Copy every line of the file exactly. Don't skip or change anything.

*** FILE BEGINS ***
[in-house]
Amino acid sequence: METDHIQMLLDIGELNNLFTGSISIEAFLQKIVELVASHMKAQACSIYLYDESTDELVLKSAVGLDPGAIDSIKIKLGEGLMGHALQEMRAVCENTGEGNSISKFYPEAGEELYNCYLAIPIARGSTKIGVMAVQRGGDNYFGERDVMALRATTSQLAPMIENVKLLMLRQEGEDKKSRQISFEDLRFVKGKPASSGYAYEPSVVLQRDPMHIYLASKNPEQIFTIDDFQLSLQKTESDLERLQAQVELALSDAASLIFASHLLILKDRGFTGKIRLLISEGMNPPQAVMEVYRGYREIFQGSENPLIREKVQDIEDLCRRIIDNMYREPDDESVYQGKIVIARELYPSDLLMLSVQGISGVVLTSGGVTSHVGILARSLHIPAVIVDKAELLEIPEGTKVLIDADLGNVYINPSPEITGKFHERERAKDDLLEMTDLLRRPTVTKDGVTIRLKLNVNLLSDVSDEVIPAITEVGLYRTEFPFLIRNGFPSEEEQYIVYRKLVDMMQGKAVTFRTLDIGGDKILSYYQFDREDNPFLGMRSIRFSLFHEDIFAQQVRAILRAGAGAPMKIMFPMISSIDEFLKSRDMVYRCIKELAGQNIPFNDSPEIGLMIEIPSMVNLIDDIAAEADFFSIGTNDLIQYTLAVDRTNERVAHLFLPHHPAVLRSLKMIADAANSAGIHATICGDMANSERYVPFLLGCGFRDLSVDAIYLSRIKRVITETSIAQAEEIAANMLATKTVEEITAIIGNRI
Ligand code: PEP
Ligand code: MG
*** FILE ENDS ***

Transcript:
[in-house]
Amino acid sequence: METDHIQMLLDIGELNNLFTGSISIEAFLQKIVELVASHMKAQACSIYLYDESTDELVLKSAVGLDPGAIDSIKIKLGEGLMGHALQEMRAVCENTGEGNSISKFYPEAGEELYNCYLAIPIARGSTKIGVMAVQRGGDNYFGERDVMALRATTSQLAPMIENVKLLMLRQEGEDKKSRQISFEDLRFVKGKPASSGYAYEPSVVLQRDPMHIYLASKNPEQIFTIDDFQLSLQKTESDLERLQAQVELALSDAASLIFASHLLILKDRGFTGKIRLLISEGMNPPQAVMEVYRGYREIFQGSENPLIREKVQDIEDLCRRIIDNMYREPDDESVYQGKIVIARELYPSDLLMLSVQGISGVVLTSGGVTSHVGILARSLHIPAVIVDKAELLEIPEGTKVLIDADLGNVYINPSPEITGKFHERERAKDDLLEMTDLLRRPTVTKDGVTIRLKLNVNLLSDVSDEVIPAITEVGLYRTEFPFLIRNGFPSEEEQYIVYRKLVDMMQGKAVTFRTLDIGGDKILSYYQFDREDNPFLGMRSIRFSLFHEDIFAQQVRAILRAGAGAPMKIMFPMISSIDEFLKSRDMVYRCIKELAGQNIPFNDSPEIGLMIEIPSMVNLIDDIAAEADFFSIGTNDLIQYTLAVDRTNERVAHLFLPHHPAVLRSLKMIADAANSAGIHATICGDMANSERYVPFLLGCGFRDLSVDAIYLSRIKRVITETSIAQAEEIAANMLATKTVEEITAIIGNRI
Ligand code: PEP
Ligand code: MG